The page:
The Osage Nation broke ground on a new home for the Women, Infants, and Children (WIC) program in Tulsa, Oklahoma, on August 24, 2017. Photo: Osage Nation
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Bureau of Indian Affairs approves first HEARTH Act regulations of Trump era





Two more tribes are taking advantage of the Helping Expedite and Advance Responsible Tribal Homeownership Act, a self-determination law that has proven popular in Indian Country.

The Osage Nation and the Stillaguamish Tribe are the latest to win federal approval of their HEARTH Act regulations. The tribes will be able to enter into agriculture, business, housing and other types of leases without going to the Bureau of Indian Affairs for each agreement, effectively streamlining economic development in their respective communities.

More significantly, the two tribes represent the first HEARTH Act regulations of the Trump era. The last approval occurred nearly a year ago so there's been somewhat of a lull at the BIA.

And even more importantly, the BIA is standing by a policy developed during the Obama administration that addresses a big issue for tribes: dual taxation of economic activity on their reservations. State and local taxation hinders tribal development and goes against federal policies, the agency reaffirmed in the HEARTH Act notices published in the Federal Register.

"Assessment of state and local taxes would obstruct these express federal policies supporting tribal economic development and self-determination, and also threaten substantial tribal interests in effective tribal government, economic self-sufficiency, and territorial autonomy," the BIA wrote in the notice for the Osage Nation. Identical language was included in the announcement for the Stillaguamish Tribe.

Dual taxation is also at play as tribe push for an update to the Indian Trader regulations. They have been asking the BIA to outlaw state and local taxation, citing millions and millions of dollars in lost economic opportunities.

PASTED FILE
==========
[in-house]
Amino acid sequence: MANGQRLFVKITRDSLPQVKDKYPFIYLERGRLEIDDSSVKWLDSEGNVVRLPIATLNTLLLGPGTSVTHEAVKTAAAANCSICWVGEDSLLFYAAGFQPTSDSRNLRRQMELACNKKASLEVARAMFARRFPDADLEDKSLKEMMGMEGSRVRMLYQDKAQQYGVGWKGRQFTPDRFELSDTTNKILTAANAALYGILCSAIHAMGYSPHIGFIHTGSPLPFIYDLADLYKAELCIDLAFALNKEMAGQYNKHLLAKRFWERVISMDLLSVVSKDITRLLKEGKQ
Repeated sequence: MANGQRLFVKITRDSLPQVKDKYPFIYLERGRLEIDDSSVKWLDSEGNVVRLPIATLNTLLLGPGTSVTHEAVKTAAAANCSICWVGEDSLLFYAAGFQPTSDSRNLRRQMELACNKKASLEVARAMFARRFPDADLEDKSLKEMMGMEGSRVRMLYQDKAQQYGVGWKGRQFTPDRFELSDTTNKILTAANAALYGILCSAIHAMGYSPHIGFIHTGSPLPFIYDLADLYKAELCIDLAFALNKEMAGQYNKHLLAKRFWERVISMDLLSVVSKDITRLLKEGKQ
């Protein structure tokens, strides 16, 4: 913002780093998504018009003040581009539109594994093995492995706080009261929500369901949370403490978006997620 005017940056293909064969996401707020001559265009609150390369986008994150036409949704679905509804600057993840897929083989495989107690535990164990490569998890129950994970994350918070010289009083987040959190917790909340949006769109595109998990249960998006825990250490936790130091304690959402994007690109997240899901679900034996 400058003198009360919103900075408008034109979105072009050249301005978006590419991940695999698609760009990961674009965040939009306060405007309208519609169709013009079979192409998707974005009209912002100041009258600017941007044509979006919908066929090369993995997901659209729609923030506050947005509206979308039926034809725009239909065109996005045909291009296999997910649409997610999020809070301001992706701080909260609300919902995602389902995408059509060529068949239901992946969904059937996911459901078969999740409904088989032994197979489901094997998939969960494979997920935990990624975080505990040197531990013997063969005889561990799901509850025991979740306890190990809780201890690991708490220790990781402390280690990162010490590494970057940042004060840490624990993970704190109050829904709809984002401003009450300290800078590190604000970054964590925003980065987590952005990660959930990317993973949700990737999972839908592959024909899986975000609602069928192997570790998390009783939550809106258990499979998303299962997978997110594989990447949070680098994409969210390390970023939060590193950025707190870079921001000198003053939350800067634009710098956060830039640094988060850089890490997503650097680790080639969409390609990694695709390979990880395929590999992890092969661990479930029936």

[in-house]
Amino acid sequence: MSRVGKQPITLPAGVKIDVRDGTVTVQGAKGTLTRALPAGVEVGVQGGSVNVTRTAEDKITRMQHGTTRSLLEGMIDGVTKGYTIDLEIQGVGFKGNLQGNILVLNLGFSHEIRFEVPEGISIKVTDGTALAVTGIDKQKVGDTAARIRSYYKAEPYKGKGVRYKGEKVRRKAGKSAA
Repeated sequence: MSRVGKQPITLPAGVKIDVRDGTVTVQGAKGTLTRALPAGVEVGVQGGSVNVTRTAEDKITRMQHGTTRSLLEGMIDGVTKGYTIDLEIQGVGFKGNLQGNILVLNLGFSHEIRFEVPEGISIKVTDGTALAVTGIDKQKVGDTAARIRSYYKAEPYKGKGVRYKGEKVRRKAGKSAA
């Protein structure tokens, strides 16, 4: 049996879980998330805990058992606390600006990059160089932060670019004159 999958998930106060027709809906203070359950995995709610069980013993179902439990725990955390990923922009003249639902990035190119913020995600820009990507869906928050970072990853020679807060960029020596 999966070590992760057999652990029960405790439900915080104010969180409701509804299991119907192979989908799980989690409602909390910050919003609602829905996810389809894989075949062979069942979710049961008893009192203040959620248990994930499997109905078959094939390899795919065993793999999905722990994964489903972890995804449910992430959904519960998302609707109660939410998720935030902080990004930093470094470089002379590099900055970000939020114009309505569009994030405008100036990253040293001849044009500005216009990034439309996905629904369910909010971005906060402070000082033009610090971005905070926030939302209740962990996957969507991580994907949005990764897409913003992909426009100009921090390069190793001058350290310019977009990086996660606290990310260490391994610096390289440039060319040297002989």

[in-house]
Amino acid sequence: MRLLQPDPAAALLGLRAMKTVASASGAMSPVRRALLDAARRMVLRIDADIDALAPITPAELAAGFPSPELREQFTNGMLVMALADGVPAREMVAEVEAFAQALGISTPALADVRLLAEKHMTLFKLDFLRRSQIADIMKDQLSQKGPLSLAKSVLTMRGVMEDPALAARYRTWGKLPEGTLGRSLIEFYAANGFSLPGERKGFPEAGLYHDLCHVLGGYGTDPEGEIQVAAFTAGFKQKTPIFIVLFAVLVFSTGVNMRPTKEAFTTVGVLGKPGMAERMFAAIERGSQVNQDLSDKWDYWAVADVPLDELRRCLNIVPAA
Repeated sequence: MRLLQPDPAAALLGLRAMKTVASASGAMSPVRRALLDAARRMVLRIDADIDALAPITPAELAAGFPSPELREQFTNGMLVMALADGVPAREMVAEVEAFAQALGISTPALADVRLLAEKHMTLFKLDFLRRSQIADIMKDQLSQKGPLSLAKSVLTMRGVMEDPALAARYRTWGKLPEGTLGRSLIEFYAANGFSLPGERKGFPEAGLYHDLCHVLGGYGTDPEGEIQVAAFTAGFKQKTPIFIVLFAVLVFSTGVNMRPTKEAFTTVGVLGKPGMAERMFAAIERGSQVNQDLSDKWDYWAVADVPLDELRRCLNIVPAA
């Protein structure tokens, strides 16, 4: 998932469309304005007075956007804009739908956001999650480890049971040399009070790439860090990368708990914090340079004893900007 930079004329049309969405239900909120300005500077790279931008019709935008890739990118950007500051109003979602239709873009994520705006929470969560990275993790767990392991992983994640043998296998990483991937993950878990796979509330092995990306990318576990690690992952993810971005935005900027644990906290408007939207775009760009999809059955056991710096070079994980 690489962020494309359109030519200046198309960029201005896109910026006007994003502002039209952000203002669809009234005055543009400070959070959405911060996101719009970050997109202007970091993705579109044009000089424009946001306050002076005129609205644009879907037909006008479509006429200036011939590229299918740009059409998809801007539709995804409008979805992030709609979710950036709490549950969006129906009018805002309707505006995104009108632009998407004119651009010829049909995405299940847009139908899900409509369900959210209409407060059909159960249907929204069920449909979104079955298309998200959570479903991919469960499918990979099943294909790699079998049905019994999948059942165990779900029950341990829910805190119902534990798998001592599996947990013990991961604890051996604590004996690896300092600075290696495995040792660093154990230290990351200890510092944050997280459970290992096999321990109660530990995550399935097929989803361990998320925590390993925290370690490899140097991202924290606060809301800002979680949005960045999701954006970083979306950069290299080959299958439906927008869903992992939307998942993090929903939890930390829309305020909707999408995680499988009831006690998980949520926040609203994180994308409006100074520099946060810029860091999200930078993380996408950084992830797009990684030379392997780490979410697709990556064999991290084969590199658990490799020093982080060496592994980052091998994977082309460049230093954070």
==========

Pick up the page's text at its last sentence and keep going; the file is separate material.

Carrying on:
"The Three Affiliated Tribes lost one billion dollars to date, one billion in tax revenue, to the state of North Dakota, which I believe is criminal," President Brian Cladoosby of the National Congress of American Indians said earlier this year, referring to the Mandan, Hidatsa and Arikara Nation, whose energy resources are taxed by the state.

Just last week, the BIA concluded a series of tribal consultations where similar messages were heard. Now it's up to the Trump team to finalize the new regulations, a process that that started toward the end of the Obama administration.

But there's no guarantee dual taxation will be included once a new rule is proposed. While a senior Trump hire at the BIA made a big promise to help the Mandan, Hidatsa and Arikara Nation with its tax situation, an even higher-ranking official at the Department of the Interior was less committed.

"At this point in time, I don't know what's going to go in it, but I do know it's something we'll have to tread very carefully on and have a lot of consultation with the various parties," Jim Cason, the Associate Deputy Secretary at Interior, said during a June 13 hearing in Washington, D.C. after a key Republican warned him not to include dual taxation in the Indian Trader regulations.

Since the HEARTH Act became law in 2012, more than two dozen tribes have taken advantage of the law. In the case of the Osage Nation, the tribe developed regulations to address business site leases on its lands in Oklahoma. The Stillaguamish Tribe's regulations govern agricultural, residential, business, wind and solar, wind energy evaluation and similar leases in Washington state.

HEARTH Act Federal Register Notices:
HEARTH Act Approval of Stillaguamish Tribe of Indians' Leasing Regulations (September 6, 2016)
HEARTH Act Approval of the Osage Nation Regulations (September 6, 2016)

Indian Trader Federal Register Notices:
Traders With Indians (February 8, 2017)
Traders With Indians (December 9, 2017)

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